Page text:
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Managing someone else's affairs

The ways in which you can represent someone or manage their affairs depends on whether they have the mental capacity to do it themselves or not. Further details about how to check someones mental capacity can be found on the Gov.UK website.

Care decisions

If you have the mental capacity to make your own decisions we can only give you care and support if you agree to it. If someone else calls on your behalf we will need to speak to you to check that you are happy with any actions being taken and you will need to sign the documents yourself.

If you are worried about the future, you can grant someone to be your power of attorney for health and welfare which means that they will be able to make decisions for you if you lose your mental capacity.

If you do not have the mental capacity to make your own decisions, either your power of attorney or deputy can make these decisions for you. If you do not have either of these we will still act in your best interest to ensure that your needs are met.

Financial decisions and paying for care

If you have the mental capacity to make your own decisions but you want someone else to manage your money and paying for care you can:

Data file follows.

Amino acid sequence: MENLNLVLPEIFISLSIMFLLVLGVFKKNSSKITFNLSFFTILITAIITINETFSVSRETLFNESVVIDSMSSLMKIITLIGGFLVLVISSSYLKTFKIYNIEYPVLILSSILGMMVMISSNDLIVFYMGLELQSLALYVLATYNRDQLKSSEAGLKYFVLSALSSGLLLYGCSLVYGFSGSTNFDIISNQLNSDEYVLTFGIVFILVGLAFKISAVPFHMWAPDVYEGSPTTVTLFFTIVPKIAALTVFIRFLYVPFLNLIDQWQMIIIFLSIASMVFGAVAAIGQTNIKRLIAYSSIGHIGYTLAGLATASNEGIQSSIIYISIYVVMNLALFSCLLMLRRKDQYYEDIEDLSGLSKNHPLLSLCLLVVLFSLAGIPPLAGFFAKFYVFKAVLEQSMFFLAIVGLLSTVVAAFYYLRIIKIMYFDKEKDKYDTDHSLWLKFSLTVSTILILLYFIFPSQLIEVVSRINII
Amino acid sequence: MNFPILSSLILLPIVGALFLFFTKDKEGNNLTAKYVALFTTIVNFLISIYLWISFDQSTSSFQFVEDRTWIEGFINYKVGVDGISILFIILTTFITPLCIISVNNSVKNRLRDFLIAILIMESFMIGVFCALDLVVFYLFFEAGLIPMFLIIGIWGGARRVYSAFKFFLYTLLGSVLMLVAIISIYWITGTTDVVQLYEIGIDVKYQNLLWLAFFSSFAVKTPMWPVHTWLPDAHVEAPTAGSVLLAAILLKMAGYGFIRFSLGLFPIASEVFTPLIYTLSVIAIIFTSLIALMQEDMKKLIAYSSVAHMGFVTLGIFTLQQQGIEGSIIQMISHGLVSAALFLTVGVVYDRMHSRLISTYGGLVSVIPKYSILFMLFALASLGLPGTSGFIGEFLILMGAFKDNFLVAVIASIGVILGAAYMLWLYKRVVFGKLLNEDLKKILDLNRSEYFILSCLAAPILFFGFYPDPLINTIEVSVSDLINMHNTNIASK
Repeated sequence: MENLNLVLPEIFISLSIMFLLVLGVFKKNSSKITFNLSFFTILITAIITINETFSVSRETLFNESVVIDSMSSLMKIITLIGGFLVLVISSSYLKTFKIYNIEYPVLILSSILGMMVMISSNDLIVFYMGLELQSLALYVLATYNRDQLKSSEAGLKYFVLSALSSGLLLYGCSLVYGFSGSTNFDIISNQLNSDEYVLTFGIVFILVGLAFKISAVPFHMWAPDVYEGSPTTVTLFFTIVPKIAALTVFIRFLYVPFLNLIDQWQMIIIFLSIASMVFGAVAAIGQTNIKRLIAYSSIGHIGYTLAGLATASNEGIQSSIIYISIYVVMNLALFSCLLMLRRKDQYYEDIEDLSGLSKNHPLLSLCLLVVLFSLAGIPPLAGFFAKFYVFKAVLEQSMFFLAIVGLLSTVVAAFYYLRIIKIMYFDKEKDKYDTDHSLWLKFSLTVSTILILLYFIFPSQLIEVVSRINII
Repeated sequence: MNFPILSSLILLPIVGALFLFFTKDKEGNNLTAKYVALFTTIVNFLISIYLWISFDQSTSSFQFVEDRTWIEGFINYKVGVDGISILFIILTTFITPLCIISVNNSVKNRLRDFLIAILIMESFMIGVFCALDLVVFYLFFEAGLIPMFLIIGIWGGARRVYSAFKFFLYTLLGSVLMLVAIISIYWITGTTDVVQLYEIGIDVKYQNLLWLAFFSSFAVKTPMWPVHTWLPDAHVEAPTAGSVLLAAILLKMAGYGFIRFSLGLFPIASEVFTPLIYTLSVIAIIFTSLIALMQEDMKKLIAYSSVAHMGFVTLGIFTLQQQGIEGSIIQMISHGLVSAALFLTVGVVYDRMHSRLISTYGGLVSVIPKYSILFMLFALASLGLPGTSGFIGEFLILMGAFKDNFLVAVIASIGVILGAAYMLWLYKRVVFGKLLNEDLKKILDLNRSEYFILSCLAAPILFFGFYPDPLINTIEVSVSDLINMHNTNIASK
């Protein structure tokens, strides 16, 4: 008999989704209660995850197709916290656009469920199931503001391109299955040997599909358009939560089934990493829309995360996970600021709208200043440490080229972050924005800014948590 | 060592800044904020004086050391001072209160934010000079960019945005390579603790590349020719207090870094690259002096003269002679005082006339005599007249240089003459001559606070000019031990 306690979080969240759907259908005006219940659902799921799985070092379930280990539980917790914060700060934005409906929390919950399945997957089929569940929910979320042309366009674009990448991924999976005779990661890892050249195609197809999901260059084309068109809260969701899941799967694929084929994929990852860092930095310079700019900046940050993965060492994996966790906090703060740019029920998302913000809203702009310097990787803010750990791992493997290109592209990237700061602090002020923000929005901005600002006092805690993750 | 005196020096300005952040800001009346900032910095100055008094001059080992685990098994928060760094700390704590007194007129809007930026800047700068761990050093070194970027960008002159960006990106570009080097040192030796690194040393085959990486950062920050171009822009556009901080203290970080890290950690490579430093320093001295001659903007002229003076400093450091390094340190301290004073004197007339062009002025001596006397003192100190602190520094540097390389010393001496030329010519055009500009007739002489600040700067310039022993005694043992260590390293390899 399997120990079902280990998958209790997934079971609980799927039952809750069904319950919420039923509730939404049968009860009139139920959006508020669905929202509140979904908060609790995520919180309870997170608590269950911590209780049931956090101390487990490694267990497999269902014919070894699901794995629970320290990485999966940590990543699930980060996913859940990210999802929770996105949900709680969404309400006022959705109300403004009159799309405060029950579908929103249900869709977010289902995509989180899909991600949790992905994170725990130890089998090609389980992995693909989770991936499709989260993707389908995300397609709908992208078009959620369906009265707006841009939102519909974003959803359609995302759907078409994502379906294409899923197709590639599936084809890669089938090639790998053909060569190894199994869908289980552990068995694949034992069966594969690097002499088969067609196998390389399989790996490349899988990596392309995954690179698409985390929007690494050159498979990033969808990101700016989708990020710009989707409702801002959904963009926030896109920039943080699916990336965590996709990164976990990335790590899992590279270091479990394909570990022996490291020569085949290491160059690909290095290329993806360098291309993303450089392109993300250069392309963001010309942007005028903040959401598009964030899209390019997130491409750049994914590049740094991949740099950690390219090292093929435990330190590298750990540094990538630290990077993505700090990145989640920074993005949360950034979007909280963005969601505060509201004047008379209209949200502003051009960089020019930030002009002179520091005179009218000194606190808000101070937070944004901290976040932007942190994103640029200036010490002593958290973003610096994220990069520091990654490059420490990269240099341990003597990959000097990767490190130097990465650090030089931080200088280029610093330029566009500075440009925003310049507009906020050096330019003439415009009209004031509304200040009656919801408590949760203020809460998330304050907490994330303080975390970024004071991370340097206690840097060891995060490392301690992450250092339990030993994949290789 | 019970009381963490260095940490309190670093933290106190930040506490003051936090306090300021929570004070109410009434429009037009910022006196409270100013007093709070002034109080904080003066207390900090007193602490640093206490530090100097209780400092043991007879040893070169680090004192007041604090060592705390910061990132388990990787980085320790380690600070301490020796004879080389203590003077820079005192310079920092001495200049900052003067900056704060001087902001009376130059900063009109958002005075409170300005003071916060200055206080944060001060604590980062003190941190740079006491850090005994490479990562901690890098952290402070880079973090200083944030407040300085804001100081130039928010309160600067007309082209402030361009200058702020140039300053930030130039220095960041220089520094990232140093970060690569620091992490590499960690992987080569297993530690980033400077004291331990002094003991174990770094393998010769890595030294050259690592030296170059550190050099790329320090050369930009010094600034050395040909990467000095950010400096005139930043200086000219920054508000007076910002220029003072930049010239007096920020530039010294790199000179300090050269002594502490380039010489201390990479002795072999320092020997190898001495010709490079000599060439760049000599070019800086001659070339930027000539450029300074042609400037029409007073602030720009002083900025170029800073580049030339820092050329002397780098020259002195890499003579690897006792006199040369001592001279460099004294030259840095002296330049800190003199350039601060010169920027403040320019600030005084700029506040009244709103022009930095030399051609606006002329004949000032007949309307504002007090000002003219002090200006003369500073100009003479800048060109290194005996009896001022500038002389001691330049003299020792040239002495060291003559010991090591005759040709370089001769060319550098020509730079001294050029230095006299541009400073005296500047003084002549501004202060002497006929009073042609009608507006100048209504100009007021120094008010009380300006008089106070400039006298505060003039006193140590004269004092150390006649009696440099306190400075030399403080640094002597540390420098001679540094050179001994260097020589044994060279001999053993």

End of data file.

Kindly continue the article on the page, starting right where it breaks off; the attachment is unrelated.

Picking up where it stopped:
However, if you lack mental capacity, we will be unable to complete a financial assessment, or give you help to pay unless you have someone to legally represent you.

You can only be legally represented by:

Lasting Power of Attorney

The person you choose to do this will depend on your situation. If you wish, you can officially appoint someone you trust to make decisions for you.

LPAs allow you to appoint a trusted person to make decisions about your personal welfare, including social care, healthcare and consent to medical treatment, and/or your property and financial affairs. An LPA is only valid once registered with the Office of the Public Guardian.

The Court of Protection can issue Orders directing the management of a person’s property and financial affairs if they are incapable of managing their own affairs should they not have an LPA. The Court procedure is currently very slow and the fees are quite expensive so preparing an LPA in advance is always advisable, providing you have somebody sufficiently trustworthy to appoint as your attorney.


It's free to become an appointee to manage a person's benefits and pensions. You can have those paid into a bank account that you can manage for them.

Being an appointee is sometimes limiting as not all banks will allow you access to the person's accounts and not all private pension companies will deal with you. You will also not be able to make decisions about any properties the person owns.

Apply to become an appointee


You can pay a fee and apply to become someone's deputy which means you'll be able to access, manage and make financial decisions for them. You will also need to apply to become an appointee to manage any benefits they get.

You can apply to the Court of Protection to get an urgent or emergency court order in certain circumstances where someone is applying for deputyship. Urgent applications must be for a specific reason, such as where someone's life or welfare is at risk or to access money from the person's bank to pay care fees.

Apply to become a deputy